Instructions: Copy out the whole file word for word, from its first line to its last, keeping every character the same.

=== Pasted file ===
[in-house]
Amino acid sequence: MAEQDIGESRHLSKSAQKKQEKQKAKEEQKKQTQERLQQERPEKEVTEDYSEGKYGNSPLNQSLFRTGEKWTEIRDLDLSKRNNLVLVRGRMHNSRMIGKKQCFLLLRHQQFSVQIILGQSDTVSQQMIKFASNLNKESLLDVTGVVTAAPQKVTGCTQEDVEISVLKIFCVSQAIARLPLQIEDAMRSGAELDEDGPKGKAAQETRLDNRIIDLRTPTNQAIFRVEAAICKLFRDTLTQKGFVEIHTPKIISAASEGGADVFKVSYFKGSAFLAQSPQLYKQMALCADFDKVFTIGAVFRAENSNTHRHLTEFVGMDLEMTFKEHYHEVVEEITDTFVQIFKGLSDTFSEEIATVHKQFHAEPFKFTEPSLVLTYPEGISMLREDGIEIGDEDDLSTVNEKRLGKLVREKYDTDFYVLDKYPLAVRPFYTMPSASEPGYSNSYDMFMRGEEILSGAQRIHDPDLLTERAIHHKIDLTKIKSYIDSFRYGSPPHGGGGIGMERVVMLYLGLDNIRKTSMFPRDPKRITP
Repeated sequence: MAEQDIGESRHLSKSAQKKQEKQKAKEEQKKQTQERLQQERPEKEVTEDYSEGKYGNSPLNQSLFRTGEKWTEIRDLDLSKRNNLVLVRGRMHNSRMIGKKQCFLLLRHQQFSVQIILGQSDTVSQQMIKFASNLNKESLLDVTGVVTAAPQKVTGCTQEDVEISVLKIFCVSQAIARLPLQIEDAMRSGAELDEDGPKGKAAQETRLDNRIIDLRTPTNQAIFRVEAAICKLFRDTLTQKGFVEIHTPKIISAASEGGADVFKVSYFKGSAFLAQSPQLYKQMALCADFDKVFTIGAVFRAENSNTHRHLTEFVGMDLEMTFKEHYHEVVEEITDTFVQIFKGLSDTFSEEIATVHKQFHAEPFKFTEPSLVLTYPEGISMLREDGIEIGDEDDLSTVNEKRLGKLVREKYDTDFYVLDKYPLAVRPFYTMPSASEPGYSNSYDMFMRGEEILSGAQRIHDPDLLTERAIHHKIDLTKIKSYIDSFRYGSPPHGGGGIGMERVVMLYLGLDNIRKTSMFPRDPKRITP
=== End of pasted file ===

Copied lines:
[in-house]
Amino acid sequence: MAEQDIGESRHLSKSAQKKQEKQKAKEEQKKQTQERLQQERPEKEVTEDYSEGKYGNSPLNQSLFRTGEKWTEIRDLDLSKRNNLVLVRGRMHNSRMIGKKQCFLLLRHQQFSVQIILGQSDTVSQQMIKFASNLNKESLLDVTGVVTAAPQKVTGCTQEDVEISVLKIFCVSQAIARLPLQIEDAMRSGAELDEDGPKGKAAQETRLDNRIIDLRTPTNQAIFRVEAAICKLFRDTLTQKGFVEIHTPKIISAASEGGADVFKVSYFKGSAFLAQSPQLYKQMALCADFDKVFTIGAVFRAENSNTHRHLTEFVGMDLEMTFKEHYHEVVEEITDTFVQIFKGLSDTFSEEIATVHKQFHAEPFKFTEPSLVLTYPEGISMLREDGIEIGDEDDLSTVNEKRLGKLVREKYDTDFYVLDKYPLAVRPFYTMPSASEPGYSNSYDMFMRGEEILSGAQRIHDPDLLTERAIHHKIDLTKIKSYIDSFRYGSPPHGGGGIGMERVVMLYLGLDNIRKTSMFPRDPKRITP
Repeated sequence: MAEQDIGESRHLSKSAQKKQEKQKAKEEQKKQTQERLQQERPEKEVTEDYSEGKYGNSPLNQSLFRTGEKWTEIRDLDLSKRNNLVLVRGRMHNSRMIGKKQCFLLLRHQQFSVQIILGQSDTVSQQMIKFASNLNKESLLDVTGVVTAAPQKVTGCTQEDVEISVLKIFCVSQAIARLPLQIEDAMRSGAELDEDGPKGKAAQETRLDNRIIDLRTPTNQAIFRVEAAICKLFRDTLTQKGFVEIHTPKIISAASEGGADVFKVSYFKGSAFLAQSPQLYKQMALCADFDKVFTIGAVFRAENSNTHRHLTEFVGMDLEMTFKEHYHEVVEEITDTFVQIFKGLSDTFSEEIATVHKQFHAEPFKFTEPSLVLTYPEGISMLREDGIEIGDEDDLSTVNEKRLGKLVREKYDTDFYVLDKYPLAVRPFYTMPSASEPGYSNSYDMFMRGEEILSGAQRIHDPDLLTERAIHHKIDLTKIKSYIDSFRYGSPPHGGGGIGMERVVMLYLGLDNIRKTSMFPRDPKRITP